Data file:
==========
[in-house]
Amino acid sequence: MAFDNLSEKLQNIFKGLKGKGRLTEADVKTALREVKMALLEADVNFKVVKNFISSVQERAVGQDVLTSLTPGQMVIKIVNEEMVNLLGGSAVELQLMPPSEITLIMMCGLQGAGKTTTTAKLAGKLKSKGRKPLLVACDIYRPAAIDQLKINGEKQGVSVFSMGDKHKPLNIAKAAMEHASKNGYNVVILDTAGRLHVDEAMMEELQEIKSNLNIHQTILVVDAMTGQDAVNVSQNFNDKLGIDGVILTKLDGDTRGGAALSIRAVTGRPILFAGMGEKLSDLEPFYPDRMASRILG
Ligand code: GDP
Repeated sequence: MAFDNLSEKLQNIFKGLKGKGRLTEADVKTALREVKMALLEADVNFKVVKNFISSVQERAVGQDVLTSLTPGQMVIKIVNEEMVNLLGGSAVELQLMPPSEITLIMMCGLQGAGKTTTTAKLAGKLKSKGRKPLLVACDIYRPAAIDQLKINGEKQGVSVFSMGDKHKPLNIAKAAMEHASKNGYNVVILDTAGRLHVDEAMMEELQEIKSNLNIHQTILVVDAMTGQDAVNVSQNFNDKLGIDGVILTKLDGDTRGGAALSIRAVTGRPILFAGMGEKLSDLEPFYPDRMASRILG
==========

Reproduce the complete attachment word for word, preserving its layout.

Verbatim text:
[in-house]
Amino acid sequence: MAFDNLSEKLQNIFKGLKGKGRLTEADVKTALREVKMALLEADVNFKVVKNFISSVQERAVGQDVLTSLTPGQMVIKIVNEEMVNLLGGSAVELQLMPPSEITLIMMCGLQGAGKTTTTAKLAGKLKSKGRKPLLVACDIYRPAAIDQLKINGEKQGVSVFSMGDKHKPLNIAKAAMEHASKNGYNVVILDTAGRLHVDEAMMEELQEIKSNLNIHQTILVVDAMTGQDAVNVSQNFNDKLGIDGVILTKLDGDTRGGAALSIRAVTGRPILFAGMGEKLSDLEPFYPDRMASRILG
Ligand code: GDP
Repeated sequence: MAFDNLSEKLQNIFKGLKGKGRLTEADVKTALREVKMALLEADVNFKVVKNFISSVQERAVGQDVLTSLTPGQMVIKIVNEEMVNLLGGSAVELQLMPPSEITLIMMCGLQGAGKTTTTAKLAGKLKSKGRKPLLVACDIYRPAAIDQLKINGEKQGVSVFSMGDKHKPLNIAKAAMEHASKNGYNVVILDTAGRLHVDEAMMEELQEIKSNLNIHQTILVVDAMTGQDAVNVSQNFNDKLGIDGVILTKLDGDTRGGAALSIRAVTGRPILFAGMGEKLSDLEPFYPDRMASRILG